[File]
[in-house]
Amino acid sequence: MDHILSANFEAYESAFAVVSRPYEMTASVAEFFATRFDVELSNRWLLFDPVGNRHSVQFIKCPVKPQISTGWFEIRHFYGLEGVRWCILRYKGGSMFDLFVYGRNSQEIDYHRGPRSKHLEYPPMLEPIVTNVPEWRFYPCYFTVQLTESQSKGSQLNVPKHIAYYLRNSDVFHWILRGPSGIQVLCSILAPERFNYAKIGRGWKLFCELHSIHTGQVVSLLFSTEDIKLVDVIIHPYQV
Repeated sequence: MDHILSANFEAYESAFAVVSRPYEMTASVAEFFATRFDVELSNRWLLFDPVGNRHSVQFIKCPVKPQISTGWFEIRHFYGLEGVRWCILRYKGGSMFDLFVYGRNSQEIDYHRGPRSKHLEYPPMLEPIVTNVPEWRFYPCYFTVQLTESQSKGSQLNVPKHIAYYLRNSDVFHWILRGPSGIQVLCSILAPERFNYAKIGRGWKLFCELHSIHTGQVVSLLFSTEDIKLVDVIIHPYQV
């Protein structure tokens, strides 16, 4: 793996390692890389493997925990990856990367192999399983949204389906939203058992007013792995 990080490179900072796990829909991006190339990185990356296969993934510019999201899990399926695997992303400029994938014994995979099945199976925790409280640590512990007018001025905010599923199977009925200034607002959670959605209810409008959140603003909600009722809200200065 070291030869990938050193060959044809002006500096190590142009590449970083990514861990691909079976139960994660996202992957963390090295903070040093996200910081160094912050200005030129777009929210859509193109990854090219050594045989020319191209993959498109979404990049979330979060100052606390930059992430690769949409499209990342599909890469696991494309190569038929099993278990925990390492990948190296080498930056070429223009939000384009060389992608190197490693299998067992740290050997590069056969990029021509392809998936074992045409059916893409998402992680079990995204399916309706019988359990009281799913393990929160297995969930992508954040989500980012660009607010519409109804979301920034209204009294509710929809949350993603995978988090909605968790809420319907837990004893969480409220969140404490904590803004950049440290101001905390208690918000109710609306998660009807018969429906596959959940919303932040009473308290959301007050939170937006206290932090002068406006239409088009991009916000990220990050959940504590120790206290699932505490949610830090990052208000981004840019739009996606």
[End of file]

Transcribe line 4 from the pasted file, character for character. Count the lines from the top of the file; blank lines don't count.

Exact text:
């Protein structure tokens, strides 16, 4: 793996390692890389493997925990990856990367192999399983949204389906939203058992007013792995 990080490179900072796990829909991006190339990185990356296969993934510019999201899990399926695997992303400029994938014994995979099945199976925790409280640590512990007018001025905010599923199977009925200034607002959670959605209810409008959140603003909600009722809200200065 070291030869990938050193060959044809002006500096190590142009590449970083990514861990691909079976139960994660996202992957963390090295903070040093996200910081160094912050200005030129777009929210859509193109990854090219050594045989020319191209993959498109979404990049979330979060100052606390930059992430690769949409499209990342599909890469696991494309190569038929099993278990925990390492990948190296080498930056070429223009939000384009060389992608190197490693299998067992740290050997590069056969990029021509392809998936074992045409059916893409998402992680079990995204399916309706019988359990009281799913393990929160297995969930992508954040989500980012660009607010519409109804979301920034209204009294509710929809949350993603995978988090909605968790809420319907837990004893969480409220969140404490904590803004950049440290101001905390208690918000109710609306998660009807018969429906596959959940919303932040009473308290959301007050939170937006206290932090002068406006239409088009991009916000990220990050959940504590120790206290699932505490949610830090990052208000981004840019739009996606």